Backing up birth control
Last week a number of Washington University students participated in Back Up Your Birth Control Day, an event organized by Planned Parenthood to highlight the problem of limited access to emergency contraception (EC), also known as “the morning after pill.” Volunteers throughout the state surveyed pharmacies to determine which ones carry emergency contraception. Of the nine pharmacies closest to campus, I found that six do stock the emergency contraception pill Plan B; this was an extremely high ratio compared to only 31 percent of the 250 Missouri pharmacies contacted last week. Although I was pleased to learn of the many pharmacies in our community that do carry EC, it is clear that there are still many hurdles women face when trying to access this important resource.
Two of the most common reasons pharmacies do not stock Plan B are lack of information about EC and moral objection: a pharmacist I spoke to at Jennifer’s Pharmacy in Clayton claimed she did not know it was out there and that I was the first to ask for it. This is troubling considering Plan B has been FDA-approved for almost five years now.
Another pharmacist at SuperSchnucks on Clayton Rd. responded, “It is not ethical. It prevents the implantation of a fertilized egg and that is abortion.” At first I thought she was confusing EC with RU486, also known as “the abortion pill,” but after further discussion, it became clear that she was imposing a personal, perhaps religious, ideology on a mechanism that is medically defined as contraception, not abortion.
In fact, EC prevents pregnancy the same way as other hormonal contraceptive methods, such as the pill, by delaying ovulation, inhibiting fertilization, or preventing implantation of the fertilized egg in the uterine lining; it will not affect an existing pregnancy. Since EC is a preventative measure, the sooner it is taken after intercourse, the more effective it will be. When taken within 72 hours, it is 75-89% effective. Clearly this is an important back-up for partners whose primary method of birth control has failed, or in instances of unprotected intercourse, including rape.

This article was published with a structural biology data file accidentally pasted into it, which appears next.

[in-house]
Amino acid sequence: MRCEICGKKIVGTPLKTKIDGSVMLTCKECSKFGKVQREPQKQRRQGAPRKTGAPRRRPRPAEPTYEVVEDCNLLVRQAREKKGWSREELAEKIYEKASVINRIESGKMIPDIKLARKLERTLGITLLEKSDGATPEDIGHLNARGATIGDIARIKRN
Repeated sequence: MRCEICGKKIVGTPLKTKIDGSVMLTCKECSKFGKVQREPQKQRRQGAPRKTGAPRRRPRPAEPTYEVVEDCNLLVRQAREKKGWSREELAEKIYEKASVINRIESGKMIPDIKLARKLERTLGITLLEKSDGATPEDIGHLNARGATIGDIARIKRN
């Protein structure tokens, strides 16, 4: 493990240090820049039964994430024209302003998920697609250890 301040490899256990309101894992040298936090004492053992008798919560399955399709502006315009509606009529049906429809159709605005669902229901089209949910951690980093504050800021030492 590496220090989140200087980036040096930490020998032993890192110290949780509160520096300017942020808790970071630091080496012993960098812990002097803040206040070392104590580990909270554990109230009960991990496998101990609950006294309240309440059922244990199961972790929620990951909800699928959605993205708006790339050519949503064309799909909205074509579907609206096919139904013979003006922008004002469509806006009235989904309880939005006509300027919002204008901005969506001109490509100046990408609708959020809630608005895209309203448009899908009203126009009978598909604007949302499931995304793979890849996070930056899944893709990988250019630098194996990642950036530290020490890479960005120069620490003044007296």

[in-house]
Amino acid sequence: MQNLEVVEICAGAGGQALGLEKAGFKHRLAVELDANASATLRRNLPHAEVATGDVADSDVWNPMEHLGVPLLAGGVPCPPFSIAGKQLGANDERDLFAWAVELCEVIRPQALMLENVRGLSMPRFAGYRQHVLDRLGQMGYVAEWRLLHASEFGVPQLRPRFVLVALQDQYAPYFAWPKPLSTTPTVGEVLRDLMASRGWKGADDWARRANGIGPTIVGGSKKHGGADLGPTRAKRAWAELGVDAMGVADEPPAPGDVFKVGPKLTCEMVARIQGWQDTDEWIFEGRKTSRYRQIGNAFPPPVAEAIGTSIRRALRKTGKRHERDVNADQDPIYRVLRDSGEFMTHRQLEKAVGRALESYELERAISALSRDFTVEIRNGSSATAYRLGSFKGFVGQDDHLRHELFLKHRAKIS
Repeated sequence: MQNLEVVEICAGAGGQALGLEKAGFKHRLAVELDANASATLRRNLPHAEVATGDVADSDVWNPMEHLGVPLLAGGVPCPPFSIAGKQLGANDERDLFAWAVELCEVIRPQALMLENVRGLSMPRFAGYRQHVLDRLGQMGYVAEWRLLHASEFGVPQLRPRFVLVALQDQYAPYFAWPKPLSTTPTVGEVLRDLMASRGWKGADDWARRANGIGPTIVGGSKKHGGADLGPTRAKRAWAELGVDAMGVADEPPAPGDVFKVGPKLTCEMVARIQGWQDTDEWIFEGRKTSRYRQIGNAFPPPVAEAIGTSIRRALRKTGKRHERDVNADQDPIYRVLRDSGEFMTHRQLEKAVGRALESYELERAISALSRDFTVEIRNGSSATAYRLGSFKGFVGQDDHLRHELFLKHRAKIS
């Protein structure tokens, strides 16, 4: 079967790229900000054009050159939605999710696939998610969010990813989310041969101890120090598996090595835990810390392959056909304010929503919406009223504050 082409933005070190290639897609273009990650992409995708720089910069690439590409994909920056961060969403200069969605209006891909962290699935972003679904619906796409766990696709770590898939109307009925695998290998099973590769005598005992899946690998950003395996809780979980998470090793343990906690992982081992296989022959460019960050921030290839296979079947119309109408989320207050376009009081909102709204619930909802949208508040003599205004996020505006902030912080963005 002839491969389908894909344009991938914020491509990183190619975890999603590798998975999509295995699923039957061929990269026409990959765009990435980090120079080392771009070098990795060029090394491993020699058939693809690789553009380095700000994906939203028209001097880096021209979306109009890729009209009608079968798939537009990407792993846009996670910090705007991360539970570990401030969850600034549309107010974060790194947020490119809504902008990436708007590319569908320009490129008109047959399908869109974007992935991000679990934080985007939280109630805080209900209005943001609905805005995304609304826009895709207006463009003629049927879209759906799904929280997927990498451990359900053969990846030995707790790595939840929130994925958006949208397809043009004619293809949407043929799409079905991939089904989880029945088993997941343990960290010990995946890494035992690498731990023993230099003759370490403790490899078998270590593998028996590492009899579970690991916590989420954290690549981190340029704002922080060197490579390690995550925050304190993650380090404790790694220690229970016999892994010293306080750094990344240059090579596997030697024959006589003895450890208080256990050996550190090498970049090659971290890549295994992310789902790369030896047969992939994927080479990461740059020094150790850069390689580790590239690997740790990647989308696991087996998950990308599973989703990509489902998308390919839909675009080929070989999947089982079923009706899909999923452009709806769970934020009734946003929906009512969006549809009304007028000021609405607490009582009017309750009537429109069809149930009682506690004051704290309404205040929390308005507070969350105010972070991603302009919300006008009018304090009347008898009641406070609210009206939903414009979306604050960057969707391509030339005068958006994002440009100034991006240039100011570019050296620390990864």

In Missouri, health care providers are allowed to refuse writing and filling prescriptions for EC due to the “Conscience Clause,” a state law ensuring that people cannot be forced to participate in medical procedures to which they object for reasons of conscience. Unfortunately, this law has serious implications throughout the state of Missouri and here on campus. Recently, there have been reports of students being refused EC over the weekend when fewer staff are on duty. Dr. Glass, the new Director of Student Health Services, expressed a great deal of concern about the issue when I brought it up with him last Wednesday. Although he is still gathering information, Dr. Glass affirmed that “A woman’s right to EC is a basic right and health care on college campuses have an obligation to facilitate that.”
In the meantime, students should be informed about their options. If staff at health services refuse to prescribe or fill EC, ask them to call the Clinical Director or Dr. Glass, who will then write a prescription. To fill the prescription, both Ladue and Olive Schnucks (on the Green Shuttle line) carry Plan B, as well as the Clayton and Olive Walgreens and Williams Pharmacy, located behind Hi-Tech copiers (within walking distance). For more information, go to www.plannedparenthood.org or call 1-888-NOT-2-LATE.
Finally, regarding the pharmacist at Clayton Schnucks, whose rude, moralistic and condescending attitude motivated me to write about this issue, I would encourage students who care about a woman’s right to EC to discontinue any business with her pharmacy. Her comments and beliefs about EC are not founded within the wider medical community, she was rude and unprofessional over the phone, and she viewed student use of EC as “irresponsible,” claiming that throughout her experience in the pharmaceutical industry, she has found that EC is used as a first recourse to pregnancy prevention, not a back up method. This last statement reflects a very negative attitude about students and their capacity for responsible sexual behavior.
This pharmacist’s refusal to supply a perfectly legal form of contraception interferes with a woman’s right to prevent a pregnancy. As a nearby community of consumers that make up a sizable portion of her business, we can let her know that good health care providers facilitate patient access to the full range of legal, medically approved options available, not just those that are personally approved by a provider.
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